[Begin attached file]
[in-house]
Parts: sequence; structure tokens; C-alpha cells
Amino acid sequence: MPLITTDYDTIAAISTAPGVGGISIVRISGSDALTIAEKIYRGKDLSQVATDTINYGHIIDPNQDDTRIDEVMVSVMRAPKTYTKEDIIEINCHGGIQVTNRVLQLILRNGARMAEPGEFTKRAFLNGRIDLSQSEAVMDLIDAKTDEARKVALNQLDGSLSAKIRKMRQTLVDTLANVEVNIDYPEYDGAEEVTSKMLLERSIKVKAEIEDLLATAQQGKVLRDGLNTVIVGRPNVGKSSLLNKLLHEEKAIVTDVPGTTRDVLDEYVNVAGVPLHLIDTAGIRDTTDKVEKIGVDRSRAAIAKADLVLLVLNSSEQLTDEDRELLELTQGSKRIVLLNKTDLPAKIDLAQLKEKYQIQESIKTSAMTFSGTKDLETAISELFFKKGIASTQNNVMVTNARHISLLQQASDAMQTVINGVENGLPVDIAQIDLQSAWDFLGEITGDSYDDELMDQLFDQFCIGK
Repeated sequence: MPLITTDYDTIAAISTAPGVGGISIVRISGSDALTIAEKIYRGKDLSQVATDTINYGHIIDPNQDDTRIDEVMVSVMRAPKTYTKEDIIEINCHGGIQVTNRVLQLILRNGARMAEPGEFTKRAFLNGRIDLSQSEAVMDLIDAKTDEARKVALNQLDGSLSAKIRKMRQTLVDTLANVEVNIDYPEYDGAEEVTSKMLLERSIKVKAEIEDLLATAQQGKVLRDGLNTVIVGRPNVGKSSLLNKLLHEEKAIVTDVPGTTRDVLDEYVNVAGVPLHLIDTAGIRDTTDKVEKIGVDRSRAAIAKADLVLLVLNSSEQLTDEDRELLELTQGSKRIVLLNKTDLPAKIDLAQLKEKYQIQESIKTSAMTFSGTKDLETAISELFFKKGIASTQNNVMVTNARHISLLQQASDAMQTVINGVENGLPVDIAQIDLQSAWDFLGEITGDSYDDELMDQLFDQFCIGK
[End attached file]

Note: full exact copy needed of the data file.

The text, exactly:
[in-house]
Parts: sequence; structure tokens; C-alpha cells
Amino acid sequence: MPLITTDYDTIAAISTAPGVGGISIVRISGSDALTIAEKIYRGKDLSQVATDTINYGHIIDPNQDDTRIDEVMVSVMRAPKTYTKEDIIEINCHGGIQVTNRVLQLILRNGARMAEPGEFTKRAFLNGRIDLSQSEAVMDLIDAKTDEARKVALNQLDGSLSAKIRKMRQTLVDTLANVEVNIDYPEYDGAEEVTSKMLLERSIKVKAEIEDLLATAQQGKVLRDGLNTVIVGRPNVGKSSLLNKLLHEEKAIVTDVPGTTRDVLDEYVNVAGVPLHLIDTAGIRDTTDKVEKIGVDRSRAAIAKADLVLLVLNSSEQLTDEDRELLELTQGSKRIVLLNKTDLPAKIDLAQLKEKYQIQESIKTSAMTFSGTKDLETAISELFFKKGIASTQNNVMVTNARHISLLQQASDAMQTVINGVENGLPVDIAQIDLQSAWDFLGEITGDSYDDELMDQLFDQFCIGK
Repeated sequence: MPLITTDYDTIAAISTAPGVGGISIVRISGSDALTIAEKIYRGKDLSQVATDTINYGHIIDPNQDDTRIDEVMVSVMRAPKTYTKEDIIEINCHGGIQVTNRVLQLILRNGARMAEPGEFTKRAFLNGRIDLSQSEAVMDLIDAKTDEARKVALNQLDGSLSAKIRKMRQTLVDTLANVEVNIDYPEYDGAEEVTSKMLLERSIKVKAEIEDLLATAQQGKVLRDGLNTVIVGRPNVGKSSLLNKLLHEEKAIVTDVPGTTRDVLDEYVNVAGVPLHLIDTAGIRDTTDKVEKIGVDRSRAAIAKADLVLLVLNSSEQLTDEDRELLELTQGSKRIVLLNKTDLPAKIDLAQLKEKYQIQESIKTSAMTFSGTKDLETAISELFFKKGIASTQNNVMVTNARHISLLQQASDAMQTVINGVENGLPVDIAQIDLQSAWDFLGEITGDSYDDELMDQLFDQFCIGK